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This collection, digitized in collaboration with the Michigan Daily and the Board for Student Publications, contains materials that are protected by copyright law. Access to these materials is provided for non-profit educational and research purposes. If you use an item from this collection, it is your responsibility to consider the work's copyright status and obtain any required permission.

March 05, 1915 - Image 5

Resource type:
Text
Publication:
The Michigan Daily, 1915-03-05

Disclaimer: Computer generated plain text may have errors. Read more about this.

THE MICHIGAN L)AiLY

._

Spring Showing of
STEIN BLOCH SUITS

w

February Cut

Price

Sale

IMPERIAL HATS

and all the new shapes and colors in
CAPS

iI

February is the month that we cut prices down. to rock-bottom.
This is the time to buy. Be on hand so that you can take ad-
vantage of these wonderful money -saving bargais in Suits, Over-
coats, Hats and Caps, Sweaters, Smoking Jackets and Bath Robes.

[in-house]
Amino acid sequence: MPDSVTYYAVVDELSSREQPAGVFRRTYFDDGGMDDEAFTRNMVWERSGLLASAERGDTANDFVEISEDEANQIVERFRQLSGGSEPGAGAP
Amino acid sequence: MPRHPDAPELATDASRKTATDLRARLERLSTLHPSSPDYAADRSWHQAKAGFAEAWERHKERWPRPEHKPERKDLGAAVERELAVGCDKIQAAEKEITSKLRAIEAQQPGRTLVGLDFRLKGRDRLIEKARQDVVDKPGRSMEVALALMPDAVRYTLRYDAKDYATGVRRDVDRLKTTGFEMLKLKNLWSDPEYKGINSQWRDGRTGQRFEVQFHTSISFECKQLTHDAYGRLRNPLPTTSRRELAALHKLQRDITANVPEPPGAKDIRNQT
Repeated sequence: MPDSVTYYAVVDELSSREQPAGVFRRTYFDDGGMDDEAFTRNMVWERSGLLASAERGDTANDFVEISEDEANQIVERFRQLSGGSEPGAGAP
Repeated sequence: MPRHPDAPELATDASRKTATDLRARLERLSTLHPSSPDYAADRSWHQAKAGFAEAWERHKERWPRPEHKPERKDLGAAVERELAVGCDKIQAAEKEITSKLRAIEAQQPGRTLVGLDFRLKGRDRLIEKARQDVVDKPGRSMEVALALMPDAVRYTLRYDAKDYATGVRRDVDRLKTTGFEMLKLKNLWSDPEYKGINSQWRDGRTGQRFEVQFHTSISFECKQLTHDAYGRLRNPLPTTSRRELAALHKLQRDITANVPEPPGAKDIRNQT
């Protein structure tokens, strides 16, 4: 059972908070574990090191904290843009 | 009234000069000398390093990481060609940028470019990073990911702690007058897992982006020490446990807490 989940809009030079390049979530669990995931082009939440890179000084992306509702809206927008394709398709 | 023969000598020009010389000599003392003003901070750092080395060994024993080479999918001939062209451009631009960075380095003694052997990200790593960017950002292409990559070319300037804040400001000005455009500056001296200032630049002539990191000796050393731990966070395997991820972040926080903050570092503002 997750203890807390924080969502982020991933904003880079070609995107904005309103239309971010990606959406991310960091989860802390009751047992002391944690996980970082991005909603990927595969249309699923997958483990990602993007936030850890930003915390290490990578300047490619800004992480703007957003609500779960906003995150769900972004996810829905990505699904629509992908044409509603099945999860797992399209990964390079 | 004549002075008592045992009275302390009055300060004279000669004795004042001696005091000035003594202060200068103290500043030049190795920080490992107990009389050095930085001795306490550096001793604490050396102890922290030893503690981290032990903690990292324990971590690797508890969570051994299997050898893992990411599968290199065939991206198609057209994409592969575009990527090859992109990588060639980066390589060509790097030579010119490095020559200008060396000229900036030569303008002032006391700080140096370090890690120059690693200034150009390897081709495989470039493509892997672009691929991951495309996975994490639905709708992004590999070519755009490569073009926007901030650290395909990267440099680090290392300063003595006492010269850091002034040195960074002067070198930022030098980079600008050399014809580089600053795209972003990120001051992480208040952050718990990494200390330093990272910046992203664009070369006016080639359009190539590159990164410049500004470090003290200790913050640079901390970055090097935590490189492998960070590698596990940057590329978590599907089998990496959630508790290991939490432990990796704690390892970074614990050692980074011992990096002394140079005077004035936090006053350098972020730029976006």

I

Lindenscbmitt, Ap & Co.

:fem...

DIETERLE AND RUNDELL
TAILORS
NINTY-FOUR WEST FORT STREET
DETROIT, MICH.
FORMERLY WM. E. DIETERLE
SPRING ORDERS TAKEN NOW

.
i r.r..nM

Satisfy that animal instinct with
DEAN'S
Fresh Roasted
Peanuts

A FULL
POUND

214 S. Main S t

Electrical engineers, who plan to
hold their spring tour of inspection
through the eastern states during the
Easter vacation, will meet the first of
next week to make arrangements for
the trip.
-Copy for the March issue of the
Michigan Technic has been sent to the
printers and the magazine is expected
to appear in about two weeks.
-Senior engineers, who announced a
few days ago that a dance would be
given by the class.at the Union on
March 19, have postponed the affair
until after the Easter vacation. The
class, will hold a dinner at the Union
Thursday, March 18.
MecQ EEN LEFT IN ,CHARGE OF
SQUAD FOR HALF-DAY'S DRIL
Batting Workout Occupies Afternoon,
Honey, Fresh Dent, Makes
First Appearance
Coach Lundgren's Varsity baseball
squad worked half way through the
regular afternoon session at Water-
man gym yesterday afternoon without
the guiding influence of its mentor, the
coach leaving the squad early in the
afternoon in charge of Captain Mc-
Queen.
Batting practice alone occupied the
time of the candidates, the workout
being confined to slugging practice in
the cage, and the results being appre-
ciably better in the number of times
that the men could take their turn at
bat, due to the recent cut in the size of
the squad.
Honey, a fresh dent, made his initial
appearance with the squad, taking his
place in the batting cage at the deliv-